Trump administration

Lawmakers blasted the UK government for sharing ‘confidential’ information in private messages to TikTok execs

Add Your Heading Text Here

 

Boris Johnson Edward Lister
Boris Johnson’s (left) senior aide Sir Edward Lister (right) was among those receiving the messages with TikTok 
Stefan Rousseau/PA Images via Getty Images
  • British politicians reacted to Insider revealing the UK government told TikTok the ‘confidential’ identity of its next China ambassador.
  • One says Downing Street faces ‘serious questions’ on the tranche of messages, obtained under Freedom of Information laws.
  • They also showed the government trying to reassure TikTok over new national security powers.
  • Visit Business Insider’s homepage for more stories.

The UK government has “serious questions” to answer, lawmakers have said after Insider revealed it told TikTok the confidential identity of its next China ambassador before the appointment was confirmed.

Insider published internal conversations between TikTok and senior government officials from January to June 2020, when the video app was reportedly negotiating to base its global headquarters in London.

The conversations took place even as TikTok was the subject of national security concerns in the US due to its ties to China.

Officials from the government’s trade department tried to reassure TikTok over wider plans to boost government powers to police foreign investments into the UK, the messages show.

The Department for International Trade (DfiT) also revealed, then asked TikTok to be “discreet” about, the news Caroline Wilson was likely the UK’s next ambassador to China, before the appointment was confirmed and four months before it was announced.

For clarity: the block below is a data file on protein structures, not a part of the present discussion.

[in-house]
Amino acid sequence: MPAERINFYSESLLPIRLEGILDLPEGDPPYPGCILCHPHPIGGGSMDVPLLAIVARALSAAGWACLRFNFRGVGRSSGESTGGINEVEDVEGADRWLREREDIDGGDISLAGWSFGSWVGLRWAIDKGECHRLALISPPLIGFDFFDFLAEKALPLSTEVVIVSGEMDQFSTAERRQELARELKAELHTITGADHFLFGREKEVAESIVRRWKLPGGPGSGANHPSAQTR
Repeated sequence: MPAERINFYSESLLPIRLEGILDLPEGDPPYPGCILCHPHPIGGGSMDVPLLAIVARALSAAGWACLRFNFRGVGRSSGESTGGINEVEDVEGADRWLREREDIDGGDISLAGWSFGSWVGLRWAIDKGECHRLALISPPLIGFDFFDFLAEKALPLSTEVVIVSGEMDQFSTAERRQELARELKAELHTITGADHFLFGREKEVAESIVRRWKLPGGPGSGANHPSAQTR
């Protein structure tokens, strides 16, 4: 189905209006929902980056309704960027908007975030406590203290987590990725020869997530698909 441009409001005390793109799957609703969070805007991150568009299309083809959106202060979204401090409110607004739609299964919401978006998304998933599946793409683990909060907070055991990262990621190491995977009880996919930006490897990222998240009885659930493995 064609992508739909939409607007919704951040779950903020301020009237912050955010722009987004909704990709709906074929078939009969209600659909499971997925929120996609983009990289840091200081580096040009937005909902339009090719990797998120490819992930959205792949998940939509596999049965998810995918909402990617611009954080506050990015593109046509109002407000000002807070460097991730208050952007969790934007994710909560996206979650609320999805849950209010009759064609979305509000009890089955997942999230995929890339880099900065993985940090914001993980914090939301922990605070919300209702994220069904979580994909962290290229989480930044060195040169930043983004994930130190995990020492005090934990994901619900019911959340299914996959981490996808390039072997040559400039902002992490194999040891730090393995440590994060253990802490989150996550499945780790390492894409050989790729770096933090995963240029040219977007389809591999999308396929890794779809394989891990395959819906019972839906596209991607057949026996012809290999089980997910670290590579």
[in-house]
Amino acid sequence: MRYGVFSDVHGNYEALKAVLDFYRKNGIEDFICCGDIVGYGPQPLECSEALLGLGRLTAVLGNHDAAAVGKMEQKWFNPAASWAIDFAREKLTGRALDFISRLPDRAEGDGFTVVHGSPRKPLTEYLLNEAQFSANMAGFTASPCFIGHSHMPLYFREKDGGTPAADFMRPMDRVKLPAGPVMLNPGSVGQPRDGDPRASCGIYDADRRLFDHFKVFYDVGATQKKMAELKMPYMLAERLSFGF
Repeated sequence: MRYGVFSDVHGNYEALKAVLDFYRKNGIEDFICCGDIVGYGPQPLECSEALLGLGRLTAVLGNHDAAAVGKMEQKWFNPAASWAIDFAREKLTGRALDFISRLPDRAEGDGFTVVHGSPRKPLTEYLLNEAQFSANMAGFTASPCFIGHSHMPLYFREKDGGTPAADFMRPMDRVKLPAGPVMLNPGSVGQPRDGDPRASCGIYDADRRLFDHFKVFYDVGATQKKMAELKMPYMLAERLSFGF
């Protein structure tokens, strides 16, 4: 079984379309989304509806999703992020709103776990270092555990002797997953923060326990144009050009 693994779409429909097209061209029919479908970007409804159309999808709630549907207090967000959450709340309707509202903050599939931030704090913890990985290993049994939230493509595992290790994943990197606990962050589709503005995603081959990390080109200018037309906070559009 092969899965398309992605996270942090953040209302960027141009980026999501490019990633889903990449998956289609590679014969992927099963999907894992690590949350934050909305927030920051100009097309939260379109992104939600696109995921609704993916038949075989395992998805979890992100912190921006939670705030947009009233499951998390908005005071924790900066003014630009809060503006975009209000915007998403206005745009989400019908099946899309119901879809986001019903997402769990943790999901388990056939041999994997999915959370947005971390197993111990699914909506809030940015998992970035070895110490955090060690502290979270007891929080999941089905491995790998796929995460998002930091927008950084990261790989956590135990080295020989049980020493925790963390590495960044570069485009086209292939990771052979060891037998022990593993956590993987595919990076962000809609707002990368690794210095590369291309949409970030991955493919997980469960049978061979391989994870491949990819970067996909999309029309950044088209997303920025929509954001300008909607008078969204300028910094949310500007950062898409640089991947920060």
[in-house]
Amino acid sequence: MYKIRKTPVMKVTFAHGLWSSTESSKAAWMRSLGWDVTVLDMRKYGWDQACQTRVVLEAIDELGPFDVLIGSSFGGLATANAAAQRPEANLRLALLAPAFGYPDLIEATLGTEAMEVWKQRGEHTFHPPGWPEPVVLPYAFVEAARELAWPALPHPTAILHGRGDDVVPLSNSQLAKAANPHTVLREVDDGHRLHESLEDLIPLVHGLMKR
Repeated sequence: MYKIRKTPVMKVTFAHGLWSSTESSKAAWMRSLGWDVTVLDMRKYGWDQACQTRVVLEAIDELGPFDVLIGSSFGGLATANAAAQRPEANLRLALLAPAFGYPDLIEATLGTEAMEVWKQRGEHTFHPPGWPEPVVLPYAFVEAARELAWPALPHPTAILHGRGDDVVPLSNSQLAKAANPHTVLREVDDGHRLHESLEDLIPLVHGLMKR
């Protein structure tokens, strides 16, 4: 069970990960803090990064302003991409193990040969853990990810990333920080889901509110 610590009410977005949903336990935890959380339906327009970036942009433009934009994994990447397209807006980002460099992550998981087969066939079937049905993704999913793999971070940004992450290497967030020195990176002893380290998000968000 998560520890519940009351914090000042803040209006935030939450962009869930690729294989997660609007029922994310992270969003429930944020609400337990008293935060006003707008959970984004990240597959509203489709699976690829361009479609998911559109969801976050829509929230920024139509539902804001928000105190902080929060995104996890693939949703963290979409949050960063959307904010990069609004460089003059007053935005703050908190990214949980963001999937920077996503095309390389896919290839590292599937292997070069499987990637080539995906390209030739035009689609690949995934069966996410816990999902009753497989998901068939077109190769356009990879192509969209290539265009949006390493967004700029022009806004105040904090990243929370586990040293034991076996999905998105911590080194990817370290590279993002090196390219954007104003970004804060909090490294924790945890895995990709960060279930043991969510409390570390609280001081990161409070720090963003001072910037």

Read the UK government correspondence with TikTok exclusively obtained by Insider

Politicians blasted the government for the revelations.

Labour MP Chris Elmore, who chairs the All-Party Parliamentary Group on social media, said the messages “leave a trail right to the Prime Minister’s own office.” Recipients on the messages included senior Downing Street officials such as Sir Edward Lister, then Prime Minister Boris Johnson’s chief strategic advisor.

Elmore added: “There are now serious questions that need to be answered by the UK government … We must all be concerned that strictly confidential information of national importance is being willingly shared with social media companies.

“We need to know what direction the Prime Minister gave to his staff to provide this information with TikTok, when did he first learn about this email exchange and what other sensitive information may have been shared from his office.”

“It is utterly contemptible to find ourselves yet again in the position where social media companies are operating in cosy back rooms to gain influence at the very heart of government.”

Andrew Lewer, a member of the China Research Group (CRG) of Conservative MPs launched by senior Tories last year to shape policy on China, was surprised by how the government acted.

He added attitudes to China have changed since the messages were sent last June. Conservative lawmakersare increasingly concerned about the UK’s trading relationship with China, particularly in light of atrocities against its Uighur minority population.

 

Insider originally requested the documents under Freedom of Information laws in July. 

“Reports of the contents of these documents serve to show how quickly sentiment within both government and the Parliamentary Party is hardening towards China,” Lever said, speaking personally rather than for the CRG.

“Some elements of these conversations, as reported, would be, at the very least, difficult to envisage happening now, even though it is less than a year later. They also illustrate the growing tension between China as a market for UK plc and its status as a human-rights abuser on a vast scale.”

Luke de Pulford, coordinator of the Inter-Parliamentary Alliance on China, a group of lawmakers whose members include former UK Conservative Party leader Iain Duncan Smith and former US presidential candidate Senator Marco Rubio, was also worried.

 

He decried “the so-called ‘Golden Era'” of British-Chinese relations under past governments when “the UK sold out to China, shelving our values in the hope of economic gain.”